CAMERON PARISH, LA (KPLC) - CITGO continued "Caring for Our Coast" and partnered with the Coalition to Restore Coastal Louisiana (CRCL) to host what is known as the largest volunteer-based restoration project in the region. Volunteers from Calcasieu and Cameron parish came out to Holly Beach Saturday and planted 70,000 dune grass plugs along a five-mile stretch of beach to promote sand along the coast.
"The coast is critical to current business, and it's critical to future business," said CRCL's Kimberly Davis Reyher. "We can find opportunities. We can find a restoration economy as we figure out how to get our land back and perhaps even reach out and teach others."
CITGO representatives along with federal, state and local government officials helped plant the grass plugs, which were planted to promote sand and sediment on the dunes and restoring them as a natural buffer between the Gulf's storm surges and the nearby marshes.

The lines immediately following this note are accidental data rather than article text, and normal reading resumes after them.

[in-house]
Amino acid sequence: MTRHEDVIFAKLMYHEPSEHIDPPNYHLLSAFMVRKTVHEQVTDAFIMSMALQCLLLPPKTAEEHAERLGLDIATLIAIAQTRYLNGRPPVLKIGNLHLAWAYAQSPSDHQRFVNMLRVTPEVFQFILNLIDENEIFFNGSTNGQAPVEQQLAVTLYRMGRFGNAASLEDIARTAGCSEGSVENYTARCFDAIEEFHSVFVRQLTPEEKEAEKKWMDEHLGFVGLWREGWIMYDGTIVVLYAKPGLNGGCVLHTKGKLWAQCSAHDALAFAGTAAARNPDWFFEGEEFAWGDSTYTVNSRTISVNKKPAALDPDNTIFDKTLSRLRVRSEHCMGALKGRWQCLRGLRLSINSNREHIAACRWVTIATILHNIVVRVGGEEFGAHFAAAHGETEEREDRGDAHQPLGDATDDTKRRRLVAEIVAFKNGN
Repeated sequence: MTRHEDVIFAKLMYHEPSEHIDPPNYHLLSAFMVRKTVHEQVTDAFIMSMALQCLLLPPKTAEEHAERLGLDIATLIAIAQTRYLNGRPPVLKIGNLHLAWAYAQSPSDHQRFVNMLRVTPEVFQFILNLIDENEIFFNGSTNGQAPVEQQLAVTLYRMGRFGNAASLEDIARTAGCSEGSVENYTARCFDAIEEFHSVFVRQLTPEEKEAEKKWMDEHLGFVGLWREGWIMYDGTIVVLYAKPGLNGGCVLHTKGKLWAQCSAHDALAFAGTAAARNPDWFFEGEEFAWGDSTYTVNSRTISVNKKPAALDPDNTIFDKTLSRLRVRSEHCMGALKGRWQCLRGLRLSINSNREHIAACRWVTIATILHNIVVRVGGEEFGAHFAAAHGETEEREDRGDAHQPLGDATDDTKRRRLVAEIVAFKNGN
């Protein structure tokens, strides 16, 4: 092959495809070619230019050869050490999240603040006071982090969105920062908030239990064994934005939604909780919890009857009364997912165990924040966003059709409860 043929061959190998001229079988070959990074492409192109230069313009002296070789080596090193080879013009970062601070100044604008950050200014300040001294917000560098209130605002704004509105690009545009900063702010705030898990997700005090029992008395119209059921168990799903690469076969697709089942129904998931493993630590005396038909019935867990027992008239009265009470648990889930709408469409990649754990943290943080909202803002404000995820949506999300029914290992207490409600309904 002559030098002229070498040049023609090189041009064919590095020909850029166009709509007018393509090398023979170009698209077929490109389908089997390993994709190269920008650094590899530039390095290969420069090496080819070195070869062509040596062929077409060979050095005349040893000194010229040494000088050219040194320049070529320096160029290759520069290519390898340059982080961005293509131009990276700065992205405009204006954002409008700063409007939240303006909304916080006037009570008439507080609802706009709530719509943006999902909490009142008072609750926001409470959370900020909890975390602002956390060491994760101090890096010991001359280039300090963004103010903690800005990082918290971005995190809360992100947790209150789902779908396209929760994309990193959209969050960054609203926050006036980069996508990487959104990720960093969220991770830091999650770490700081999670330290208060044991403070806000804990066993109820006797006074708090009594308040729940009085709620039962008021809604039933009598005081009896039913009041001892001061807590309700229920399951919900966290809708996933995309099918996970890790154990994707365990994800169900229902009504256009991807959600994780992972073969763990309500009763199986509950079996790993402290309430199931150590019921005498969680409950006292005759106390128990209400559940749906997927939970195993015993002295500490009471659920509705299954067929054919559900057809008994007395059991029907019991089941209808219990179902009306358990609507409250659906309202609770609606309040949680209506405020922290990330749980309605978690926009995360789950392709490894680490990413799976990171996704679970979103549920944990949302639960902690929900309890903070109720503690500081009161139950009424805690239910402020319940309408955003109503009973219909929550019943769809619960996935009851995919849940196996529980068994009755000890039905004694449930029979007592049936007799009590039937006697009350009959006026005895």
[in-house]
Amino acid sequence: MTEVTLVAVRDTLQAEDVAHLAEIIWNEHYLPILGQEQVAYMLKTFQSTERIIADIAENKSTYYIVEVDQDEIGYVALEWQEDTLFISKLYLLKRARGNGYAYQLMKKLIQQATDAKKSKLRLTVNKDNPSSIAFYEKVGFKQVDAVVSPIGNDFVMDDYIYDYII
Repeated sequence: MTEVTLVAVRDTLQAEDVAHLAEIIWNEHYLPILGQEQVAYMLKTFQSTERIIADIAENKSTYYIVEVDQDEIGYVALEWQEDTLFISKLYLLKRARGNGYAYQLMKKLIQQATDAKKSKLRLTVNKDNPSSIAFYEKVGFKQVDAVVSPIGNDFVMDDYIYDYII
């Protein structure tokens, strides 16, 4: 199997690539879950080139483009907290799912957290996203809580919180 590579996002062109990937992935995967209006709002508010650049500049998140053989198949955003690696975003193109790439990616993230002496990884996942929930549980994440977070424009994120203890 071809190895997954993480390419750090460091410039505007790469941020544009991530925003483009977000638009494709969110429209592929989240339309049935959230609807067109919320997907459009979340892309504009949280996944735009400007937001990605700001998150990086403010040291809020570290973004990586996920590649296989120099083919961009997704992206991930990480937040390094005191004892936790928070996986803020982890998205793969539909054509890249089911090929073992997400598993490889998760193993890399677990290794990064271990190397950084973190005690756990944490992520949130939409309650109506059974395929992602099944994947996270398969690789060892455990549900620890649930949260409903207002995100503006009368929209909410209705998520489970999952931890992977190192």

"This is nothing new for us," said vice president and general manager of CITGO in Lake Charles Tomeu Vadell. "We have been living in this area for 70 years. We love the area. So, going back to our coast is what people do and people love to do that."
U.S. senator Mary Landrieu stopped by to show her support and says restoring the coast is a vital project not only for the state of Louisiana, but for the entire country.
"The industries that depend on this coast to be healthy and the industries that make billions of dollars along this coast need it to be resilient," she said. "We need people living here. We love the ducks, we love the wildlife, we love our birds, but we need people living here to support this coast for Louisiana and for America."
The campaign kicked-off in August in New Orleans, where nearly 100 volunteers from Team CITGO, CRCL and the Audubon Louisiana Nature Center worked to remove trees and restore wetlands damaged by Hurricane Katrina.